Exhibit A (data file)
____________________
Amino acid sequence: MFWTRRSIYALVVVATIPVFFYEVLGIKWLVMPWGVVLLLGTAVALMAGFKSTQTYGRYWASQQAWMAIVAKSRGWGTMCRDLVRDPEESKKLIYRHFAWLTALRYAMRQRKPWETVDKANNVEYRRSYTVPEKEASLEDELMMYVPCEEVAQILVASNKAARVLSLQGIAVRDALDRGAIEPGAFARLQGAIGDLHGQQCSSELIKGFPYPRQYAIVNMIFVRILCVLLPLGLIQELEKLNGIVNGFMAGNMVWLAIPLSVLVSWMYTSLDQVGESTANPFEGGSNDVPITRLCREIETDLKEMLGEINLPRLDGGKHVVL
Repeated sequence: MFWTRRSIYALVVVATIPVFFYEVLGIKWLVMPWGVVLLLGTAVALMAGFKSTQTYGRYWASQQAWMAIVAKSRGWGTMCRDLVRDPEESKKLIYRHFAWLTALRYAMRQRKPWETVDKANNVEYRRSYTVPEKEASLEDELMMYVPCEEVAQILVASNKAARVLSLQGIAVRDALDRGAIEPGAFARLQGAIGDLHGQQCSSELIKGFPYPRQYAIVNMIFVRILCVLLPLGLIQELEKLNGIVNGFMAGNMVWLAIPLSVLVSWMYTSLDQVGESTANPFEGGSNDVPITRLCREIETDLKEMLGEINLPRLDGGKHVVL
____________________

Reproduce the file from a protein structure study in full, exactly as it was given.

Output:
Amino acid sequence: MFWTRRSIYALVVVATIPVFFYEVLGIKWLVMPWGVVLLLGTAVALMAGFKSTQTYGRYWASQQAWMAIVAKSRGWGTMCRDLVRDPEESKKLIYRHFAWLTALRYAMRQRKPWETVDKANNVEYRRSYTVPEKEASLEDELMMYVPCEEVAQILVASNKAARVLSLQGIAVRDALDRGAIEPGAFARLQGAIGDLHGQQCSSELIKGFPYPRQYAIVNMIFVRILCVLLPLGLIQELEKLNGIVNGFMAGNMVWLAIPLSVLVSWMYTSLDQVGESTANPFEGGSNDVPITRLCREIETDLKEMLGEINLPRLDGGKHVVL
Repeated sequence: MFWTRRSIYALVVVATIPVFFYEVLGIKWLVMPWGVVLLLGTAVALMAGFKSTQTYGRYWASQQAWMAIVAKSRGWGTMCRDLVRDPEESKKLIYRHFAWLTALRYAMRQRKPWETVDKANNVEYRRSYTVPEKEASLEDELMMYVPCEEVAQILVASNKAARVLSLQGIAVRDALDRGAIEPGAFARLQGAIGDLHGQQCSSELIKGFPYPRQYAIVNMIFVRILCVLLPLGLIQELEKLNGIVNGFMAGNMVWLAIPLSVLVSWMYTSLDQVGESTANPFEGGSNDVPITRLCREIETDLKEMLGEINLPRLDGGKHVVL